Review

North River

by Pete Hamill

Pete Hamill has been one of America’s greatest writers for the past four decades. Author of 20 books, he has written bestselling novels and memoirs, as well as screenplays and countless works of journalism. He is a craftsman who transcends genres.

NORTH RIVER is Hamill’s masterpiece. As a young man studying art in Mexico, he aspired to be a painter. And here he has painted a masterpiece with words. No writer is more closely associated with New York City than Hamill. But to say that NORTH RIVER is about New York is like saying that Casablanca is a movie about Morocco.

This is a love story for the ages but without an ounce of sentiment, self-pity or fat. It explores the possibility of finding love and redemption in a world of pain hurling towards the abyss of destruction. It is a story, in the words of the main character, about “making loss into triumph, sorrow into life.” This book will make a heck of a movie someday.

The story is set in the western edge of lower Manhattan in 1934, a few blocks from the North River, which is now called the Hudson River. North River was the name used by New Yorkers going back to the days of the Dutch settlement. Dr. James Finbar Delaney is the neighborhood doctor.

New York is in the grip of what everybody calls “the goddamned depression.” Times are hard. They are made worse by the memories people carry of places named Somme, Verdun and Argonne; the ghosts of the war called “great” by those who profited from it still fill neighborhood apartments and stores in the fading photos of the forever young dead. Some things, sadly, never change.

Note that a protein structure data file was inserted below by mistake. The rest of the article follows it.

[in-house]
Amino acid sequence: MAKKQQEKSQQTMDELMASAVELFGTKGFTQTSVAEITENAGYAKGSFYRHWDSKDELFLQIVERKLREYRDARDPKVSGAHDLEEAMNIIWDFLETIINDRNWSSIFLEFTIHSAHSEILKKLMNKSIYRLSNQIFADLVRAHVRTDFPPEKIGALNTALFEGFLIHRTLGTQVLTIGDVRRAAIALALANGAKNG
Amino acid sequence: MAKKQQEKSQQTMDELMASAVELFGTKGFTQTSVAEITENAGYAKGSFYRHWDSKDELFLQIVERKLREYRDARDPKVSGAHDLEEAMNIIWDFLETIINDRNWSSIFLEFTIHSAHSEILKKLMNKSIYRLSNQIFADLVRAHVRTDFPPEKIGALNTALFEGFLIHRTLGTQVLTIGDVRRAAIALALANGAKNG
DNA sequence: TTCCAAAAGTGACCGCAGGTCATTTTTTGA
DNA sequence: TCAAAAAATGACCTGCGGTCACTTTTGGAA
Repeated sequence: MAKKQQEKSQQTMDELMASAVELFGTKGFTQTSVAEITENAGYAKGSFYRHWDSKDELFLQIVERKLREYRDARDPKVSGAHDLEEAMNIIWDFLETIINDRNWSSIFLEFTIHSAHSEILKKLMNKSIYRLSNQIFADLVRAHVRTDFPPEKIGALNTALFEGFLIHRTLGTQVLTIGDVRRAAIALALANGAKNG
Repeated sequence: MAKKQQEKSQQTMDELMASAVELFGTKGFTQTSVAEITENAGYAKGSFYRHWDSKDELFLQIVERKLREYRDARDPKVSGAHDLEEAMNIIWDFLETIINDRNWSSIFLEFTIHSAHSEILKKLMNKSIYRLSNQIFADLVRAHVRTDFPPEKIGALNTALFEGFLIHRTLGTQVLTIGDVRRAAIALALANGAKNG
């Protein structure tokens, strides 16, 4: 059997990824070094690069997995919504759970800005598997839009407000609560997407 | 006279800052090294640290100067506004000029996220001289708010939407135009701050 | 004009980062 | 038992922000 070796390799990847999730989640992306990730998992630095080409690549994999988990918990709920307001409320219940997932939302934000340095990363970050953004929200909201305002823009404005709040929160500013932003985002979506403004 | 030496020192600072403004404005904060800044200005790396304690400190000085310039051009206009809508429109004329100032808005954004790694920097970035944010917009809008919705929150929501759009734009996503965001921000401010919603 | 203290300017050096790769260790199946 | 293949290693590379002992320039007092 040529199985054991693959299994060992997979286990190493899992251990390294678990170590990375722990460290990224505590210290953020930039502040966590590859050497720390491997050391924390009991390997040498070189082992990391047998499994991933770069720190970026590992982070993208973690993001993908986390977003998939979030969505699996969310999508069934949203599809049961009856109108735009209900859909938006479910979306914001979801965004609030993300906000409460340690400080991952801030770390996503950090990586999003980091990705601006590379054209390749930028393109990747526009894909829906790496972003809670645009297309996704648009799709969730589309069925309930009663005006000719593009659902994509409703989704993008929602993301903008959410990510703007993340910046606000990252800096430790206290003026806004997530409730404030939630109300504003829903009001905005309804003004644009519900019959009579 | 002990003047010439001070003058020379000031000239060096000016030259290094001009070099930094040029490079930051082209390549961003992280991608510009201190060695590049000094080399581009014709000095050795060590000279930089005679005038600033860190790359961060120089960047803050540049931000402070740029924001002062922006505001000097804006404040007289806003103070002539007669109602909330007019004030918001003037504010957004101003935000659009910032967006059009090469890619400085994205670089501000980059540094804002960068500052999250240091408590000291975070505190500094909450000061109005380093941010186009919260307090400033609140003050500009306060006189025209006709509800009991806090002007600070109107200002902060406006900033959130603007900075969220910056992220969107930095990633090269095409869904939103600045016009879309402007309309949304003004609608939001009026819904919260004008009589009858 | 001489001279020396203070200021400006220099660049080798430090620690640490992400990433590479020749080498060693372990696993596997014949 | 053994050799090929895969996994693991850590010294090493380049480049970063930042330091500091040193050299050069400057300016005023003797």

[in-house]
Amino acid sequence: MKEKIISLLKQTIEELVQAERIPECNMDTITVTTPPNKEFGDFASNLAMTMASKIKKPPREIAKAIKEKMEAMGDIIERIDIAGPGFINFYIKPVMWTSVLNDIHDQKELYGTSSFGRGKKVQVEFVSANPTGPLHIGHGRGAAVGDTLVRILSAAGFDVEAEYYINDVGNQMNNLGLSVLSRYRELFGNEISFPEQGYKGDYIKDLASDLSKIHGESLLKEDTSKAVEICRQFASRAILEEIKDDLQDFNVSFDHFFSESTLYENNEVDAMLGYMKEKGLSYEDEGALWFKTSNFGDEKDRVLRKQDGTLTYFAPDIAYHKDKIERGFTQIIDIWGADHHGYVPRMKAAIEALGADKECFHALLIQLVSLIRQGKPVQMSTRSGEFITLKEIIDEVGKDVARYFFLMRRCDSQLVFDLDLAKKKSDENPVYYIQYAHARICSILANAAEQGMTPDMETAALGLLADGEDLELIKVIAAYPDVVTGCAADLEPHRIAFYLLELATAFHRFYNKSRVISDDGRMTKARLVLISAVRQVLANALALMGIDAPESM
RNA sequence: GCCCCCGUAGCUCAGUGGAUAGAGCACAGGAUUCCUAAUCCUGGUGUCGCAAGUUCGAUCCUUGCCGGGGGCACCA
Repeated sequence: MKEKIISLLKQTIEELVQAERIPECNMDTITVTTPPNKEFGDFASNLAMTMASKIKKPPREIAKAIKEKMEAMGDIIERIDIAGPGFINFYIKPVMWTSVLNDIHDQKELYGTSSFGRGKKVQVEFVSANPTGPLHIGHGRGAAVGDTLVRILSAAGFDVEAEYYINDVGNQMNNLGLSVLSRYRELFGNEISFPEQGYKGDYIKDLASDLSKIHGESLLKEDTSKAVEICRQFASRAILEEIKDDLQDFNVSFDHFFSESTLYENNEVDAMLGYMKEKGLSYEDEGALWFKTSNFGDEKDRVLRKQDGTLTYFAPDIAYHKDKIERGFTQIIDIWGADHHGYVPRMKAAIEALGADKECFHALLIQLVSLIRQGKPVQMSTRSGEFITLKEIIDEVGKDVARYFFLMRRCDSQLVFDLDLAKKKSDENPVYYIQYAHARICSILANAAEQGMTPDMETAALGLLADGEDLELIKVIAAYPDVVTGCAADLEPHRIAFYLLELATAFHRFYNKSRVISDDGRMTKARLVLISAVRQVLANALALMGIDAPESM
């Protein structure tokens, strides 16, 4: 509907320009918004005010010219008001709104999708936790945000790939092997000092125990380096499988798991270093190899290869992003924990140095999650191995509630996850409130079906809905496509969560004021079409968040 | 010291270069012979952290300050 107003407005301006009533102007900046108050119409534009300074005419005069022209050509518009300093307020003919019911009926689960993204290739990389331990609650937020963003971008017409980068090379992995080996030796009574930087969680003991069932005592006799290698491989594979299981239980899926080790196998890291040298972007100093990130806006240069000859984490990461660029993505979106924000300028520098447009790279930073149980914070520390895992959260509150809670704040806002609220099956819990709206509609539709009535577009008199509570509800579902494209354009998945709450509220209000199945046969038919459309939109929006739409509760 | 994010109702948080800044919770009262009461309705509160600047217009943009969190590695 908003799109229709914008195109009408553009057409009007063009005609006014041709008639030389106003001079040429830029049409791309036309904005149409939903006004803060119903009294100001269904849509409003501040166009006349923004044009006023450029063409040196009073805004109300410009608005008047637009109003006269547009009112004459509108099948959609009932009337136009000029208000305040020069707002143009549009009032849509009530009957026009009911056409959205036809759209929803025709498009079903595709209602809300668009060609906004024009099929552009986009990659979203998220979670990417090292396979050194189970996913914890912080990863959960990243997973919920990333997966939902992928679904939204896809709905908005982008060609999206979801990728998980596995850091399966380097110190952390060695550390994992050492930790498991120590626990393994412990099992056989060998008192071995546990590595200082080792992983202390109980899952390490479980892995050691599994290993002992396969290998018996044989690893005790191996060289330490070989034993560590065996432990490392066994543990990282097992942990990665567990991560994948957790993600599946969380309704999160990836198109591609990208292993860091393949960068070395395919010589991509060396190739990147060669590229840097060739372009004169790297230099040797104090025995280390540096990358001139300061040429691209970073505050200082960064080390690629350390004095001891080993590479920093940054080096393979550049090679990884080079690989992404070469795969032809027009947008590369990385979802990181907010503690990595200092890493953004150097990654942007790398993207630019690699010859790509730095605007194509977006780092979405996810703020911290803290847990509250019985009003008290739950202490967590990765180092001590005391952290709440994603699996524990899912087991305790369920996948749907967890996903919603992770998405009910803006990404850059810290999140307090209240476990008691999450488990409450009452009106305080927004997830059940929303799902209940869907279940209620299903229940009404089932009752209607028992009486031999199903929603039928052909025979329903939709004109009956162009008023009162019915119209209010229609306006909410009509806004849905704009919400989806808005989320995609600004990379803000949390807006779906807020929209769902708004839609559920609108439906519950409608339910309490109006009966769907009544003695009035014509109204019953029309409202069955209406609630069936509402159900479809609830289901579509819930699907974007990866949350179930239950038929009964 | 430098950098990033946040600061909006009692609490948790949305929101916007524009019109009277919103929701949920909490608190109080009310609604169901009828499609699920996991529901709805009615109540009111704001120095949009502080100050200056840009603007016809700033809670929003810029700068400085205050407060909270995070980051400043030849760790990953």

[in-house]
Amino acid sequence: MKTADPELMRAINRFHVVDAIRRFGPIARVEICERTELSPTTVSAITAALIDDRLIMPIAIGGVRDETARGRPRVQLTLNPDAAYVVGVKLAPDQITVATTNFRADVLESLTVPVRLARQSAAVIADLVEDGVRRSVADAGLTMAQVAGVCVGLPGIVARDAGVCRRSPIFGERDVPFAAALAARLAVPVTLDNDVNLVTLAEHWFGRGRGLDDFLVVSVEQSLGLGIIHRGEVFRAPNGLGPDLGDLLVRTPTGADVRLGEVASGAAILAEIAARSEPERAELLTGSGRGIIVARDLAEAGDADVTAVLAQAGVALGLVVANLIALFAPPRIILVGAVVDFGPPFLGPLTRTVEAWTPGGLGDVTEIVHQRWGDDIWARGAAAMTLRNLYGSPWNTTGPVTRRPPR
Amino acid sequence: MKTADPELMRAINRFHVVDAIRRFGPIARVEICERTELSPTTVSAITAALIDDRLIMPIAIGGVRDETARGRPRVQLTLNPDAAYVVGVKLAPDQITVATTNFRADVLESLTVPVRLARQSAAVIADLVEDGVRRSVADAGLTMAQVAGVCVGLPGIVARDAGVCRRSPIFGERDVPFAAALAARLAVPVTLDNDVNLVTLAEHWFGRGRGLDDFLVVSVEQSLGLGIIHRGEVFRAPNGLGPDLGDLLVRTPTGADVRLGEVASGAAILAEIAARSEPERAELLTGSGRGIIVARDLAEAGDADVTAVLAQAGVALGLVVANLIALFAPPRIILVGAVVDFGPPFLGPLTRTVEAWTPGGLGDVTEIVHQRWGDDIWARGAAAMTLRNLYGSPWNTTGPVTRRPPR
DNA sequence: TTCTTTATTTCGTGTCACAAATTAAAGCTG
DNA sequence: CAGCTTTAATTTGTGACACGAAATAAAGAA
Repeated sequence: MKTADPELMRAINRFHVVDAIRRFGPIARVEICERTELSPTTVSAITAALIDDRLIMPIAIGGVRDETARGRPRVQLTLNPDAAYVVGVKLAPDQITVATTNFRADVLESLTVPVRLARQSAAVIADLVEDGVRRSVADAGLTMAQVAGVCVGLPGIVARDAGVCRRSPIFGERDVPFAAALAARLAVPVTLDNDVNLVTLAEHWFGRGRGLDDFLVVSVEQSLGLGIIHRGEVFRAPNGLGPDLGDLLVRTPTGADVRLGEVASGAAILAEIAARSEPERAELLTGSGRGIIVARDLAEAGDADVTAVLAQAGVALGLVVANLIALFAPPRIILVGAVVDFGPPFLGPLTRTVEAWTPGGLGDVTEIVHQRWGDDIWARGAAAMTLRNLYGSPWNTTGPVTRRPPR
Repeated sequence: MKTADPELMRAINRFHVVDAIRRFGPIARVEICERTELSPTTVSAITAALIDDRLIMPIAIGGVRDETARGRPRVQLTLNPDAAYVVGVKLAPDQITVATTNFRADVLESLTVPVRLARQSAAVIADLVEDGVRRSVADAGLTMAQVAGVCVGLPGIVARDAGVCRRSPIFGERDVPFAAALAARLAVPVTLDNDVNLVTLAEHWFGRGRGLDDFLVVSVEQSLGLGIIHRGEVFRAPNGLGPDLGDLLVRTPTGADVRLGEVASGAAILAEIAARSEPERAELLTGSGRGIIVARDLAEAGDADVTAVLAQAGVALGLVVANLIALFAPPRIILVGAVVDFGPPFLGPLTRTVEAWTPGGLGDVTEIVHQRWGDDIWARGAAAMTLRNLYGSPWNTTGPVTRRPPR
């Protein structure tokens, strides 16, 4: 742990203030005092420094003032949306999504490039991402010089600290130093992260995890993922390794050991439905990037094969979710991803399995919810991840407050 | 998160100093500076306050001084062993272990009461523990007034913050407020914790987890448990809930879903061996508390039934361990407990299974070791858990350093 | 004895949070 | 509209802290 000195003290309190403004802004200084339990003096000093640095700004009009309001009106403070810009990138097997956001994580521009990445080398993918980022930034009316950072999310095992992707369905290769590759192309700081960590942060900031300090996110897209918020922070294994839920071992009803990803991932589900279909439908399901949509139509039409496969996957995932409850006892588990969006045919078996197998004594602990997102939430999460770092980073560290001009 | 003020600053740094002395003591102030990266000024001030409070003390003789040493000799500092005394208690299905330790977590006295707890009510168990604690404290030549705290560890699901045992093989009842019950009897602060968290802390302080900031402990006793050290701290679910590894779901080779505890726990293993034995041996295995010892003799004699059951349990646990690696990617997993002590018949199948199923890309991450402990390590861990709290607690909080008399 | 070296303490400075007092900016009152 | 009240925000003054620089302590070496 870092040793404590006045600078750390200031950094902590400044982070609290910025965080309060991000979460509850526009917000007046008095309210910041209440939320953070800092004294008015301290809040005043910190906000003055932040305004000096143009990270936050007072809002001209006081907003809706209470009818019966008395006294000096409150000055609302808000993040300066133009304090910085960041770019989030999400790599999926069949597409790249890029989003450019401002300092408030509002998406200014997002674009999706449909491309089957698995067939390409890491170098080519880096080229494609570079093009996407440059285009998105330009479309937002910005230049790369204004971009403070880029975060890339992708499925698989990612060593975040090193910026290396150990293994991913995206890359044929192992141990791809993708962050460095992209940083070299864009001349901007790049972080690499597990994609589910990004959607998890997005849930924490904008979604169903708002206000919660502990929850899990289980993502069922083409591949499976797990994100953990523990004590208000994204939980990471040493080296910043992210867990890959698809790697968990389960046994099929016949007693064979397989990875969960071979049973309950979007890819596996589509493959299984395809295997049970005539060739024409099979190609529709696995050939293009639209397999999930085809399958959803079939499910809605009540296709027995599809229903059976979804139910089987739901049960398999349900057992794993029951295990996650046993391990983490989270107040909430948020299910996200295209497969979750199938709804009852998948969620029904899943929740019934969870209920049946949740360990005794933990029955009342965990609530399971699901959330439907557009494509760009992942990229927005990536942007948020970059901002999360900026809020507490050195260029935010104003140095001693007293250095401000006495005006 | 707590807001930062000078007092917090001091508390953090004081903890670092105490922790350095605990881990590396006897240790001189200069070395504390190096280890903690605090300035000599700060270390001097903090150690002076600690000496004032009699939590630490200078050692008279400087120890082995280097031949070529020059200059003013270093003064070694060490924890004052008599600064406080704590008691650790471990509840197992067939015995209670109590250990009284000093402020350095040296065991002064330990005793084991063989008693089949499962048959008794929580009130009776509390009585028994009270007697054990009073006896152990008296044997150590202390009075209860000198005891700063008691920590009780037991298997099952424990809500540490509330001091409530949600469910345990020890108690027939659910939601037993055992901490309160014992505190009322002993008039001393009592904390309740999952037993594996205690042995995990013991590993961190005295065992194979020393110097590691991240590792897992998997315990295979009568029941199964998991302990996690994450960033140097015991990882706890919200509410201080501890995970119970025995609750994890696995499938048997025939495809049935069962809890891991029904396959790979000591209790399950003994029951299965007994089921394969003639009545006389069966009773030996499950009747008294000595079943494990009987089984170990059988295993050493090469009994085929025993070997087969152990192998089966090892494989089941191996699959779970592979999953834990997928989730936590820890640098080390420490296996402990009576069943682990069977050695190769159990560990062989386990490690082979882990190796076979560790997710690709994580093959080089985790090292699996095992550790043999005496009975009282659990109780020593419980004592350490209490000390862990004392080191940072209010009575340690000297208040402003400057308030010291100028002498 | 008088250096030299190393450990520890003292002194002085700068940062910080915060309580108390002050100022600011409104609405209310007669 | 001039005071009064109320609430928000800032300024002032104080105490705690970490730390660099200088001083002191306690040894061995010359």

Dr. Delaney is a deeply wounded man as the novel starts, both physically and psychologically. He still carries painful shrapnel in his shoulder, a wound that destroyed his dream of becoming a surgeon. He is alone and emotionally numb, his personal life a ruin. His only child, Grace, ran off to Mexico with her revolutionary husband and their infant child three years before. And then his beloved wife, Molly, simply walked out of his life 16 months before.

Hamill writes, “That summer evening, Molly walked toward the North River. She was alone, wearing a blue dress…wrapped in a shroud of her own hard solitude…She never came back. O, my Molly-O.” Delaney is a man haunted by the past and in dread of the future.

So he throws himself into his work, treating “the endless casualties of the night…the battered, hurt, desperate people of the parish.” He tries his best at a time when few could afford preventative health care --- or any health care at all for that matter. And there were few cures for common diseases. The word “polio” strikes terror in the hearts of parents. By the time many people get sick enough to seek help, a hospital stay will often turn into a one-way ticket to the bone yard.

Hamill writes of Dr. Delaney, “More than ever he understood that he needed their pain to keep from thinking about his own.”

Then his shaky existence is thrown into chaos when on New Year’s Day, with the city still blanketed beneath a blizzard, a baby is left on his doorstep. But this is no ordinary child; it’s his three-year-old grandson, Carlito, abandoned by his mother with nothing more than a note. She explains that she must go to Spain in search of her husband, and does not know when she will return.

Delaney is in no way able to take care of a child. Then Hamill shows us a side of New York that few outsiders know. People who have never spent time in the city think of New York as a monolith of concrete, glass and anonymity. But like all great cities, it is a city of small, often tightly knit, neighborhoods. That is still true to this day. And the North River neighborhood rallies to the doctor’s aid. People know people who know people, and pretty soon the doc has the help of a Sicilian immigrant woman to take care of the boy.